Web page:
Andrew Curtis

About Andrew:

Hometown: Glen Gardner, New Jersey

Degree Program: Master of Landscape Architecture '22

Undergraduate Degree: Bachelor of Arts in History, Minor in Philosophy

Andrew's Portfolio


What kind of questions or curiosities did you have when you decided to pursue a degree in landscape architecture?

At the time of my application, I had been working at a community and economic development non-profit in Colorado where we worked with many landscape architects and a number of them encouraged me to apply to graduate school. This was fitting since I actually had a long-standing interest in architecture, urban planning, and landscape design but for many years it was only a hobby I did on the side, creating many sketches and paper projects that not many people ever saw. Since I was also interested in planning and had experience at the community development non-profit, my initial curiosities included landscape through a lens of analysis of the political economy as well as the built environment of social housing. 

How would you characterize your design ethos? How has that been adapted since arriving at Cornell?

Since arriving at Cornell my design process and ethos (two very different but related things in my mind) have evolved significantly but still retain their core intention of creating common spaces that invite people to freely alter, change, and create a bit of disorder - a sense of public vivacity - as opposed to highly regulated and compartmentalized spaces. My process has changed from a very intuitive method of designing where I more or less have a preconceived idea of what the design intervention will be, to one that embraces process and in doing so arrives at a conclusion rather than the other way around. In my opinion, if you stay in the former position, you’ll inevitably become stagnant as a designer.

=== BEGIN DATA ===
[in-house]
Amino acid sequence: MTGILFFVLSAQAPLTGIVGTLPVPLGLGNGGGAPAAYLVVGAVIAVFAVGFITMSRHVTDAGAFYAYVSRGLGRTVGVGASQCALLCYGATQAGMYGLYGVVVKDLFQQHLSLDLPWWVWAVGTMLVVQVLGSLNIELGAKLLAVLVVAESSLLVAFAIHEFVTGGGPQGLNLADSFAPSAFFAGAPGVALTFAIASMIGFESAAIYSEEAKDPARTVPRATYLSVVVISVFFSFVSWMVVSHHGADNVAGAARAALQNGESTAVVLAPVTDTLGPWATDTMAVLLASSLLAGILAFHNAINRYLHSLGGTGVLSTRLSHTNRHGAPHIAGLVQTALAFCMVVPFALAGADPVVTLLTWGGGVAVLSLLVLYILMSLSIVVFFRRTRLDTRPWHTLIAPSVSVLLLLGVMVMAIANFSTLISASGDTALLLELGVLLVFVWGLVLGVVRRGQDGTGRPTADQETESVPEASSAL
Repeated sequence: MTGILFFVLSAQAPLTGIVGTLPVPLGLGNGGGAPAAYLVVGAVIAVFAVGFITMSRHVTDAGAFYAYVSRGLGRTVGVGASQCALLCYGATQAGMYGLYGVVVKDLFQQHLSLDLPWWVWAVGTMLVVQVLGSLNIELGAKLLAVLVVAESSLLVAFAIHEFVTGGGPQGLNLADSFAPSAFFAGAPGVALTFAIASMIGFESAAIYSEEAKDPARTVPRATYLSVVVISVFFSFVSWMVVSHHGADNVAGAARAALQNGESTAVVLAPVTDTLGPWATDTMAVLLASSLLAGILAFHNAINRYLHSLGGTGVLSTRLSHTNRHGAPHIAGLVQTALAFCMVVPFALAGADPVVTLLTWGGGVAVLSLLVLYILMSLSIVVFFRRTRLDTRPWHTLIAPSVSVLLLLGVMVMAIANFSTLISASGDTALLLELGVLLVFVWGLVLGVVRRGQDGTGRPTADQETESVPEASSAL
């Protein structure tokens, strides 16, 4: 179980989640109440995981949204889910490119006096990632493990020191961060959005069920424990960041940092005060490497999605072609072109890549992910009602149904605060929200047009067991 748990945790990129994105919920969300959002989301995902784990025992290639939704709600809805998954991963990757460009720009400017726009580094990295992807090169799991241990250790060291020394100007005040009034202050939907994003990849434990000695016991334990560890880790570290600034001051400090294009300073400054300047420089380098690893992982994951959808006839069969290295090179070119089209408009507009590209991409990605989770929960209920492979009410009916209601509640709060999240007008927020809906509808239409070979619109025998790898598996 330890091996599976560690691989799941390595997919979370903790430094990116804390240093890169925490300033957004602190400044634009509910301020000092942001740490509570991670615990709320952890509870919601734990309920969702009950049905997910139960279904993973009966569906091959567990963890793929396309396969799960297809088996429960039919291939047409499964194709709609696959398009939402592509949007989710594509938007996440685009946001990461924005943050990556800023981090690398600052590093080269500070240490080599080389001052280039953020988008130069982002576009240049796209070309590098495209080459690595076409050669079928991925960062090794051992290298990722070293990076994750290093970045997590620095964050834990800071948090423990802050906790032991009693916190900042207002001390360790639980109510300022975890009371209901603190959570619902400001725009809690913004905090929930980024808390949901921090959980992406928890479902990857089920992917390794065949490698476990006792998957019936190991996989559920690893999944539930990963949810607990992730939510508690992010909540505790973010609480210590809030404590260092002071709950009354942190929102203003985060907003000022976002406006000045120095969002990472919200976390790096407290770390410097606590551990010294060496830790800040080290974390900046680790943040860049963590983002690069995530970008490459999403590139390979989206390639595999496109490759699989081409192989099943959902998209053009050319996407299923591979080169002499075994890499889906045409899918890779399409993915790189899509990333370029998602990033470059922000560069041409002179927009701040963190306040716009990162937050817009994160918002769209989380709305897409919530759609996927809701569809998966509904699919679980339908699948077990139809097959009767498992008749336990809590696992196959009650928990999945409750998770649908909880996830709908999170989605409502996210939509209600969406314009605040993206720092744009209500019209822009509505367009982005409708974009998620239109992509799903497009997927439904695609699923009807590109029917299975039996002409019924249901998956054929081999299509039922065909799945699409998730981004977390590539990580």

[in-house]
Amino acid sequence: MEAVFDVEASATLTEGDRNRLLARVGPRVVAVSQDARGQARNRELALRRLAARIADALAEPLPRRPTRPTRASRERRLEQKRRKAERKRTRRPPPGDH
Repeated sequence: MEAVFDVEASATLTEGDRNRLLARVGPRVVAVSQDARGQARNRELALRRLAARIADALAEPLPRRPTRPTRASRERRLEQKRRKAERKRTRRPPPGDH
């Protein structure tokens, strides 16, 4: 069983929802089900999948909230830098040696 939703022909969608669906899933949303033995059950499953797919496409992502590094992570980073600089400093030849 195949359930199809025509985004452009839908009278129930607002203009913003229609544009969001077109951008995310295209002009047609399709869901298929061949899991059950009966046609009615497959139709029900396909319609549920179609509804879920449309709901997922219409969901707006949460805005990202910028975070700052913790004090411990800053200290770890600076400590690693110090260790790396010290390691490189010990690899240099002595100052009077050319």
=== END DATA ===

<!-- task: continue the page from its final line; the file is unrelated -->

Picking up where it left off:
Are there any particular courses you've been seeing at Cornell that leverage your interests?

Being a former history major, Kathy Gleason’s History of Landscapes was especially enjoyable to attend. Design Connect was another opportunity that allowed me to work in an interdisciplinary manner with other planning and architecture students on a project set in the real world.


Being at Cornell, has living in the Finger Lakes region informed your view on the field, or even broader, the environment?

I was already a little bit familiar with the finger lakes region before coming to Cornell, but the finger lakes region has a rich geological and cultural history that I learn a little bit more about every day. The program’s ecological focus also has become increasingly apparent to me as I meet students and young designers from other programs. Lastly, the fact that the landscape architecture program at Cornell is set in the College of Agricultural and Life sciences on the public side of the university means that we have close connections to experts in horticulture, alternative forms of agriculture, biology, ecology, and that we also have a direct connection to NYS communities through the Cornell Cooperative Extension Program.


Reflecting on your interests, how do you hope to define your concentration in the program?

My concentration as of now is based in landscape architectural history and theory. Urban planning still plays a role but a way that folds in with history and theory.


What kind of organizations or activities have you become involved in within Ithaca?

I’m doing landscape architecture most of the time, but many of the activities I’m involved with outside the program are political in nature that I don’t need to go into.


What would you tell your younger self from ten years ago? What would you tell your future self ten years ahead?

“In one and a half years you will work at a Barnes and Noble cafe in Ithaca, NY where you will talk to one of the customers about landscape architecture. It turns out she’s a faculty member in the department at Cornell. You will think, ‘that’s cool but I’ll never get into a program like that’. Five and a half years later, she will be your primary thesis advisor”. For my future self, I would ask, “how’s the climate doing? Was COP36 as useless as COP26?”